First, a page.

When we are all forced into a predetermined mold, we lose our individual flavour. We lose our individuality that should be expressed in the role we play in the Body of Christ. But most of all we lose our creativity because we are forced to be, and to do something that is not natural to us. We are forced to be someone else. We are all forced to copy the model set forth and to be the same as others.
The God in whose image we were created is a very creative God. If we are indeed made in His image, then He has made us to be creative as He is creative. He has made us with individual flavours to express within the Body of Christ.
For example, we are not all guitar players. We are not all piano players. Maybe even the odd one of us may be banjo player (emphasis on the word odd). God forbid that this could be possible, that is, that some of us could be a banjo player. Sorry to inform you, but it is true. The point is that you don't have to like the banjo, but you need to allow for the banjo to have its appropriate place of expression. By the way, that doesn't mean the banjo is relegated to camp fires on warm summer nights. I am only using the banjo as a humorous example of what I am talking about since on limited occasions I have had opportunity to play it.
Some of us like jazz. Some of us like folk, rock, classical or country music. And some of us actually like blues (by blues I mean style of music, not necessarily lyrical content). Should a Christian actually be allowed to play a style of music called the blues? If that's your flavour, excel in it, and be creative and express it in the body in which you have been placed. The problem is that this style would not fit into most church's mold of perfection. Once again, I am using musical tastes as an example only.
When the mold is so clearly defined many are unable to fit into that mold, and it is not always due to a rebellious spirit. We are simply not created to all be alike. This results in someone not being able to be creative as God made them. In many cases this ends in discouragement and a tendency to fall away, which is far from the standard of perfection the mold was meant to attain.
Why don't we consider viewing the church as already perfect in God's sight, and be happy that He views us in this way, because we certainly don't deserve it, and we certainly don't act it. We as humans can never put forth a mold that will bring us to perfection. The more we try, the more bound we become and the less creative we will be. The end result is a legalistic approach to church life that ends in death.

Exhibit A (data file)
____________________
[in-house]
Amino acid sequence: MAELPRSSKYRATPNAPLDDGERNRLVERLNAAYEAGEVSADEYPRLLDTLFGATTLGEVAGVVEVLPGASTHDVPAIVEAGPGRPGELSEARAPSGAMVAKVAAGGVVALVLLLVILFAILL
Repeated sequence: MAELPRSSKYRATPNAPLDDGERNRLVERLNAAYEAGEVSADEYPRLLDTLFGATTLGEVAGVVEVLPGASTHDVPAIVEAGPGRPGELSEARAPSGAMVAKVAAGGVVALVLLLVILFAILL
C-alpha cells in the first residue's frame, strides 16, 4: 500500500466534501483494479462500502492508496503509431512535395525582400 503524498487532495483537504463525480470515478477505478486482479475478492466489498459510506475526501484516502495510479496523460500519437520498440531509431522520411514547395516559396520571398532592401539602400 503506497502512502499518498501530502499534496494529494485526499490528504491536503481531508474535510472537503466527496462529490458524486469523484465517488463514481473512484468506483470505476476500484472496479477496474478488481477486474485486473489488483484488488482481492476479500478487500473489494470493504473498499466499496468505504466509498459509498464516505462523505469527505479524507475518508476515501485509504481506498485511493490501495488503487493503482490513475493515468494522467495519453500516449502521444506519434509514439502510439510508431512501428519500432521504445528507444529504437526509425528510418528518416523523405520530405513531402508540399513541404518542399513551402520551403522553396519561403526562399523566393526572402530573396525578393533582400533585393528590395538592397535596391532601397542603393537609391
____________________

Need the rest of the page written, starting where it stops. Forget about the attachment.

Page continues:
This is what 1 Cor. 12 is all about. It is about all sorts of different parts of the body being able to bring their gift to the table and being able to be creative in how that gift is expressed. The more this can happen, the more glorious our church will become. It could be compared to entering into a picturesque flower garden where there are hundreds of varying plants, with a variety of different colours, shapes and sizes. The variety is what gives the garden its glorious appearance and makes it attractive to the one strolling through its paths. If every plant was the same, we'd take one trip through the garden, never to return. But with the variety that our God has created for us to be planted in a garden, we'd never see everything in one trip. We'd come back time after time, to see what we have missed, to see what has changed, to view the new blossoms that were only buds the last time we strolled the paths.
This is what church should be all about. We should be like a well watered garden exploding with variety and colour, something for everyone to appreciate, don't you think?
With a futuristic view of Eph. 5:25-27, and a strong mandated mold to make this work, we will never see the church perfect as our mold would suggest. This has already been tried in many different formats over the centuries. It just does not work. Why do we keep trying? Yet if we are thankful that God views us as perfect already, just as He Himself is perfect, this will cause a spirit of creativity to arise within us to produce something that is glorious, something attractive, for all to see and appreciate.